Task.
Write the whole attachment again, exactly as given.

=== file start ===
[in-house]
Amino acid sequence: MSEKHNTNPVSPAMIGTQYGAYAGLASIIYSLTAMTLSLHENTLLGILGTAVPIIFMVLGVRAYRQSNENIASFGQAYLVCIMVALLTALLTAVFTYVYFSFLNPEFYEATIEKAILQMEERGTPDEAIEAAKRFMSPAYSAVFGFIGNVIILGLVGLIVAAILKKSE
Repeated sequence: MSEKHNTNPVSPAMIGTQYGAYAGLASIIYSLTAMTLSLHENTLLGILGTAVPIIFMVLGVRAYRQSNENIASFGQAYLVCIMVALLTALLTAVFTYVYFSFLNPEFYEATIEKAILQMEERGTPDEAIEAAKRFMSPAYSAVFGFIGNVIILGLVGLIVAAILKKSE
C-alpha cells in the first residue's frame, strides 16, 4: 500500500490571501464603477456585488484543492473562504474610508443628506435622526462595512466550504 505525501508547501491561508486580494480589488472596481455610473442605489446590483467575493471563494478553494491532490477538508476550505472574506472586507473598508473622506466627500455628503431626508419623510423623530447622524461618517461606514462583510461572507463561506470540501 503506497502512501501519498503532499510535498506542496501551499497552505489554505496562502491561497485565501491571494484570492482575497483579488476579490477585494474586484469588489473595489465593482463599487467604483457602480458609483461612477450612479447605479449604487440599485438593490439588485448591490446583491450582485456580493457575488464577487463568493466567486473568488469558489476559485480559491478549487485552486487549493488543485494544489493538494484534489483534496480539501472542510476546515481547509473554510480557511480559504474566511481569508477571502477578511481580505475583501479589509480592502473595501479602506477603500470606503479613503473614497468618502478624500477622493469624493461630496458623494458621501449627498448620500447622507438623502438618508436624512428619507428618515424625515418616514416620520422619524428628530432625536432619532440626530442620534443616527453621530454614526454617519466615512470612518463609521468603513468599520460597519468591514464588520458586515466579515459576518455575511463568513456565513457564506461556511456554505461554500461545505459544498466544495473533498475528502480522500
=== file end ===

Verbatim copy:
[in-house]
Amino acid sequence: MSEKHNTNPVSPAMIGTQYGAYAGLASIIYSLTAMTLSLHENTLLGILGTAVPIIFMVLGVRAYRQSNENIASFGQAYLVCIMVALLTALLTAVFTYVYFSFLNPEFYEATIEKAILQMEERGTPDEAIEAAKRFMSPAYSAVFGFIGNVIILGLVGLIVAAILKKSE
Repeated sequence: MSEKHNTNPVSPAMIGTQYGAYAGLASIIYSLTAMTLSLHENTLLGILGTAVPIIFMVLGVRAYRQSNENIASFGQAYLVCIMVALLTALLTAVFTYVYFSFLNPEFYEATIEKAILQMEERGTPDEAIEAAKRFMSPAYSAVFGFIGNVIILGLVGLIVAAILKKSE
C-alpha cells in the first residue's frame, strides 16, 4: 500500500490571501464603477456585488484543492473562504474610508443628506435622526462595512466550504 505525501508547501491561508486580494480589488472596481455610473442605489446590483467575493471563494478553494491532490477538508476550505472574506472586507473598508473622506466627500455628503431626508419623510423623530447622524461618517461606514462583510461572507463561506470540501 503506497502512501501519498503532499510535498506542496501551499497552505489554505496562502491561497485565501491571494484570492482575497483579488476579490477585494474586484469588489473595489465593482463599487467604483457602480458609483461612477450612479447605479449604487440599485438593490439588485448591490446583491450582485456580493457575488464577487463568493466567486473568488469558489476559485480559491478549487485552486487549493488543485494544489493538494484534489483534496480539501472542510476546515481547509473554510480557511480559504474566511481569508477571502477578511481580505475583501479589509480592502473595501479602506477603500470606503479613503473614497468618502478624500477622493469624493461630496458623494458621501449627498448620500447622507438623502438618508436624512428619507428618515424625515418616514416620520422619524428628530432625536432619532440626530442620534443616527453621530454614526454617519466615512470612518463609521468603513468599520460597519468591514464588520458586515466579515459576518455575511463568513456565513457564506461556511456554505461554500461545505459544498466544495473533498475528502480522500